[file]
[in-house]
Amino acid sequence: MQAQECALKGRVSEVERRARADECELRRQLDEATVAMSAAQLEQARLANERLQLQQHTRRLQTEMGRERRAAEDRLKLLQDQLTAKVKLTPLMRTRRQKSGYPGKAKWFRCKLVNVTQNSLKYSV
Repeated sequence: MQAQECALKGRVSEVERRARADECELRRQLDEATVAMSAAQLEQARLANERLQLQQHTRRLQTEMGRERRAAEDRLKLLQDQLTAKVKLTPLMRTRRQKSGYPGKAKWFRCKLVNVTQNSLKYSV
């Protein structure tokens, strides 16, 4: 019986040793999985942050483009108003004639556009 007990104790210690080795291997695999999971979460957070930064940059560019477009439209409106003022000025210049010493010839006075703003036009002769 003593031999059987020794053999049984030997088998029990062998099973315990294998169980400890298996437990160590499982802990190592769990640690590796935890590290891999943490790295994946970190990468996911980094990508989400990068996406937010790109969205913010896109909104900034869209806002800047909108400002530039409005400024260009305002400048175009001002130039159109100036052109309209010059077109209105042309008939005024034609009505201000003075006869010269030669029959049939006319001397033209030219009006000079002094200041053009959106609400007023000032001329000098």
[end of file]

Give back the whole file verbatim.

[in-house]
Amino acid sequence: MQAQECALKGRVSEVERRARADECELRRQLDEATVAMSAAQLEQARLANERLQLQQHTRRLQTEMGRERRAAEDRLKLLQDQLTAKVKLTPLMRTRRQKSGYPGKAKWFRCKLVNVTQNSLKYSV
Repeated sequence: MQAQECALKGRVSEVERRARADECELRRQLDEATVAMSAAQLEQARLANERLQLQQHTRRLQTEMGRERRAAEDRLKLLQDQLTAKVKLTPLMRTRRQKSGYPGKAKWFRCKLVNVTQNSLKYSV
């Protein structure tokens, strides 16, 4: 019986040793999985942050483009108003004639556009 007990104790210690080795291997695999999971979460957070930064940059560019477009439209409106003022000025210049010493010839006075703003036009002769 003593031999059987020794053999049984030997088998029990062998099973315990294998169980400890298996437990160590499982802990190592769990640690590796935890590290891999943490790295994946970190990468996911980094990508989400990068996406937010790109969205913010896109909104900034869209806002800047909108400002530039409005400024260009305002400048175009001002130039159109100036052109309209010059077109209105042309008939005024034609009505201000003075006869010269030669029959049939006319001397033209030219009006000079002094200041053009959106609400007023000032001329000098």